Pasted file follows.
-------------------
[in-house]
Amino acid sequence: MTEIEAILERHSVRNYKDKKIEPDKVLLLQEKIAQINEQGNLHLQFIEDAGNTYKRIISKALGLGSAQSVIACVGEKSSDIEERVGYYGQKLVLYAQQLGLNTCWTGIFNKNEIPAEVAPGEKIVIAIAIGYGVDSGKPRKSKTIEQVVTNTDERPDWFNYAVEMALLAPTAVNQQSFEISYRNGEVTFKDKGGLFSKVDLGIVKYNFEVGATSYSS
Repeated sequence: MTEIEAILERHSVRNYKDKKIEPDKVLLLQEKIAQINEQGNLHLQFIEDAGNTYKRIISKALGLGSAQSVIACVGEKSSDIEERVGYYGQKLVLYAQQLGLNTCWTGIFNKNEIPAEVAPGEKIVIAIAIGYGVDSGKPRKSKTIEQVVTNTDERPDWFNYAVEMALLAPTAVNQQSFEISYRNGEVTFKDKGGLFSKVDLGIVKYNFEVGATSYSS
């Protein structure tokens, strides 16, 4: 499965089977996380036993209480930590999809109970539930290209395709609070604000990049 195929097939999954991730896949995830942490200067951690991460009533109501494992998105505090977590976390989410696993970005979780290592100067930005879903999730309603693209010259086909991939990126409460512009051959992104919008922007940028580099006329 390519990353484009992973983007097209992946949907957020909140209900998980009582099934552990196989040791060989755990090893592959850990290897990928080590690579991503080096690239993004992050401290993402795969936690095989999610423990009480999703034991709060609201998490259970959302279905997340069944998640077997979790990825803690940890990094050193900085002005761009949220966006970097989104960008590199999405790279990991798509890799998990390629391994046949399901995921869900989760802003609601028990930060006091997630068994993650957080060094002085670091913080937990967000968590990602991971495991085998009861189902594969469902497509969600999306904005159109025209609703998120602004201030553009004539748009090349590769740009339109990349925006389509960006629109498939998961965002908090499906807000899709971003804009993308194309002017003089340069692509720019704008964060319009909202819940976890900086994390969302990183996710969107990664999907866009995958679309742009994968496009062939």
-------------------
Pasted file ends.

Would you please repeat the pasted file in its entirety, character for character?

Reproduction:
[in-house]
Amino acid sequence: MTEIEAILERHSVRNYKDKKIEPDKVLLLQEKIAQINEQGNLHLQFIEDAGNTYKRIISKALGLGSAQSVIACVGEKSSDIEERVGYYGQKLVLYAQQLGLNTCWTGIFNKNEIPAEVAPGEKIVIAIAIGYGVDSGKPRKSKTIEQVVTNTDERPDWFNYAVEMALLAPTAVNQQSFEISYRNGEVTFKDKGGLFSKVDLGIVKYNFEVGATSYSS
Repeated sequence: MTEIEAILERHSVRNYKDKKIEPDKVLLLQEKIAQINEQGNLHLQFIEDAGNTYKRIISKALGLGSAQSVIACVGEKSSDIEERVGYYGQKLVLYAQQLGLNTCWTGIFNKNEIPAEVAPGEKIVIAIAIGYGVDSGKPRKSKTIEQVVTNTDERPDWFNYAVEMALLAPTAVNQQSFEISYRNGEVTFKDKGGLFSKVDLGIVKYNFEVGATSYSS
């Protein structure tokens, strides 16, 4: 499965089977996380036993209480930590999809109970539930290209395709609070604000990049 195929097939999954991730896949995830942490200067951690991460009533109501494992998105505090977590976390989410696993970005979780290592100067930005879903999730309603693209010259086909991939990126409460512009051959992104919008922007940028580099006329 390519990353484009992973983007097209992946949907957020909140209900998980009582099934552990196989040791060989755990090893592959850990290897990928080590690579991503080096690239993004992050401290993402795969936690095989999610423990009480999703034991709060609201998490259970959302279905997340069944998640077997979790990825803690940890990094050193900085002005761009949220966006970097989104960008590199999405790279990991798509890799998990390629391994046949399901995921869900989760802003609601028990930060006091997630068994993650957080060094002085670091913080937990967000968590990602991971495991085998009861189902594969469902497509969600999306904005159109025209609703998120602004201030553009004539748009090349590769740009339109990349925006389509960006629109498939998961965002908090499906807000899709971003804009993308194309002017003089340069692509720019704008964060319009909202819940976890900086994390969302990183996710969107990664999907866009995958679309742009994968496009062939």